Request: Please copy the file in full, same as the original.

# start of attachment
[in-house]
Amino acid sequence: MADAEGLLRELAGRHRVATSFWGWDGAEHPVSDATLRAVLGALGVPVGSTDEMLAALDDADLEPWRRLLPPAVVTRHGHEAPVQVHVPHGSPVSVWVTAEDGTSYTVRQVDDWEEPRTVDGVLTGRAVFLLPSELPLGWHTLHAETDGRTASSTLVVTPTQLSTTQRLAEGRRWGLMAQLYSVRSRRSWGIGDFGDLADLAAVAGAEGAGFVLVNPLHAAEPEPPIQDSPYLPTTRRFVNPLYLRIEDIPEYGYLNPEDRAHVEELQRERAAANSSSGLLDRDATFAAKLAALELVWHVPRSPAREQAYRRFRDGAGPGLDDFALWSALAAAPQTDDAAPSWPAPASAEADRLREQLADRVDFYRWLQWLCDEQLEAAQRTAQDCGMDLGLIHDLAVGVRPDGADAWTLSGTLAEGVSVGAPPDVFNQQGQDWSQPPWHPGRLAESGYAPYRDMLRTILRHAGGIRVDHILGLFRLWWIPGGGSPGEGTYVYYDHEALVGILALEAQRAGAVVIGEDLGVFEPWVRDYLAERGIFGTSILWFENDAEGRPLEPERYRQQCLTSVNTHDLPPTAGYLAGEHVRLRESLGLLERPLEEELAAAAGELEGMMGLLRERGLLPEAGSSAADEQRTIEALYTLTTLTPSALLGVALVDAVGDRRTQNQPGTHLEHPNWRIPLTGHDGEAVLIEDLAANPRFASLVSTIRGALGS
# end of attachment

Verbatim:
[in-house]
Amino acid sequence: MADAEGLLRELAGRHRVATSFWGWDGAEHPVSDATLRAVLGALGVPVGSTDEMLAALDDADLEPWRRLLPPAVVTRHGHEAPVQVHVPHGSPVSVWVTAEDGTSYTVRQVDDWEEPRTVDGVLTGRAVFLLPSELPLGWHTLHAETDGRTASSTLVVTPTQLSTTQRLAEGRRWGLMAQLYSVRSRRSWGIGDFGDLADLAAVAGAEGAGFVLVNPLHAAEPEPPIQDSPYLPTTRRFVNPLYLRIEDIPEYGYLNPEDRAHVEELQRERAAANSSSGLLDRDATFAAKLAALELVWHVPRSPAREQAYRRFRDGAGPGLDDFALWSALAAAPQTDDAAPSWPAPASAEADRLREQLADRVDFYRWLQWLCDEQLEAAQRTAQDCGMDLGLIHDLAVGVRPDGADAWTLSGTLAEGVSVGAPPDVFNQQGQDWSQPPWHPGRLAESGYAPYRDMLRTILRHAGGIRVDHILGLFRLWWIPGGGSPGEGTYVYYDHEALVGILALEAQRAGAVVIGEDLGVFEPWVRDYLAERGIFGTSILWFENDAEGRPLEPERYRQQCLTSVNTHDLPPTAGYLAGEHVRLRESLGLLERPLEEELAAAAGELEGMMGLLRERGLLPEAGSSAADEQRTIEALYTLTTLTPSALLGVALVDAVGDRRTQNQPGTHLEHPNWRIPLTGHDGEAVLIEDLAANPRFASLVSTIRGALGS